Data from: Pleiotropy can be effectively estimated without counting phenotypes through the rank of genotype-phenotype map
Gu, Xun (2015), Data from: Pleiotropy can be effectively estimated without counting phenotypes through the rank of genotype-phenotype map, Dryad, Dataset, https://doi.org/10.5061/dryad.s84fm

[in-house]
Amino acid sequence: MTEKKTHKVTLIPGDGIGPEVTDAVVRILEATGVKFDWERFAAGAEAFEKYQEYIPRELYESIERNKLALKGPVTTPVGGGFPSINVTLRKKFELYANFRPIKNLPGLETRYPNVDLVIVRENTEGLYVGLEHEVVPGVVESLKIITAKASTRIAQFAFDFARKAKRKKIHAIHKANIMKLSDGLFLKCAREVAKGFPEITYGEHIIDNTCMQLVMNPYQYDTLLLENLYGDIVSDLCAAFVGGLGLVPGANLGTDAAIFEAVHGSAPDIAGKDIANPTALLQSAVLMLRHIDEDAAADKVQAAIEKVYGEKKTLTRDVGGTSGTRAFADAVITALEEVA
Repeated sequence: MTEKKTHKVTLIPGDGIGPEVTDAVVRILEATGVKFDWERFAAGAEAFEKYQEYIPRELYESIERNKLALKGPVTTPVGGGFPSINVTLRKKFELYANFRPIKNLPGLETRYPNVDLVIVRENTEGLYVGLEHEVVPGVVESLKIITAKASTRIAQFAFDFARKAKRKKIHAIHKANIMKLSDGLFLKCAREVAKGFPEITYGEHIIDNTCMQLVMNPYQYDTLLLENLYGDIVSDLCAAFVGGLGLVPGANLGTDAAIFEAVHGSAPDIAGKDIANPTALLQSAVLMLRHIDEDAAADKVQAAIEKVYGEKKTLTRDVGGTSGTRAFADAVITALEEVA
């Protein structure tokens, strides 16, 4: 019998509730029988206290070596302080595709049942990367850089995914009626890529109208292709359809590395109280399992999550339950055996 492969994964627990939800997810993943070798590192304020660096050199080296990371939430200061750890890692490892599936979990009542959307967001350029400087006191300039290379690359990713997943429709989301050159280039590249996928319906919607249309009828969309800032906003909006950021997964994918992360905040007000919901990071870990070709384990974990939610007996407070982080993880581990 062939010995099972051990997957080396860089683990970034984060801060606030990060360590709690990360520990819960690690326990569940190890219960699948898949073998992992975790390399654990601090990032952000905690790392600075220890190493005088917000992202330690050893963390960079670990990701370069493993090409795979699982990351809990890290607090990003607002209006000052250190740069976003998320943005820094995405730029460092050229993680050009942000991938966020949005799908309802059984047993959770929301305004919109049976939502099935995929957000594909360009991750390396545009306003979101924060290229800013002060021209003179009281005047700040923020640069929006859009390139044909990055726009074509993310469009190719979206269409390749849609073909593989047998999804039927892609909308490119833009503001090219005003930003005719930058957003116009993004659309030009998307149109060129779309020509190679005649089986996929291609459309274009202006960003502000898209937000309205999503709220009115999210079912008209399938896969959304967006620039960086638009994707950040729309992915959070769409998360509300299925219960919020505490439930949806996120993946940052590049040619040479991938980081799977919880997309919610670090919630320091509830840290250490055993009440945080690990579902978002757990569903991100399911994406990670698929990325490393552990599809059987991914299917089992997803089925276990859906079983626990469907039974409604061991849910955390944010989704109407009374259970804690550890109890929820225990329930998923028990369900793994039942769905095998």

Though pleiotropy, the capability of a gene affecting multiple phenotypes, has been well-known as one of common gene properties, a quantitative estimation remains a great challenge, simply because of the phenotype complexity. Not surprisingly, it is hard for general readers to understand how, without counting phenotypes, gene pleiotropy can be effectively estimated from the genetics data. In this article we extensively discussed the Gu-2007-method (Genetics 175: 1813-1822) that estimated pleiotropy from the protein sequence analysis. We have shown that this method is actually to estimate the rank (K) of genotype-phenotype mapping that can be concisely written as K=min(r, Pmin), where Pmin is the minimum pleiotropy among all legitimate measures including the fitness components, and r is the rank of mutational effects of an amino acid site. Together, the 'effective gene pleiotropy' (Ke) estimated by Gu-2007-method has the following meanings: (i) Ke is an estimate of K=min(r, Pmin), the rank of genotype-phenotype map. (ii) Ke is an estimate for the minimum pleiotropy Pmin only if Pmin < r. (iii) Gu-2007 method attempted to estimate the pleiotropy of amino acid sites, a conserved proxy to the true gene pleiotropy. (iv) With a sufficiently large phylogeny such that the rank of mutational effect at an amino acid site is r→19, one can estimate Pmin between 1 and 19. And (v) Ke is a conserved estimate of K because those slightly affected components in fitness have been effectively removed by the estimation procedure. Besides, we conclude that mutational pleiotropy (number of traits affected by a single mutation) cannot be estimated without knowing the phenotypes.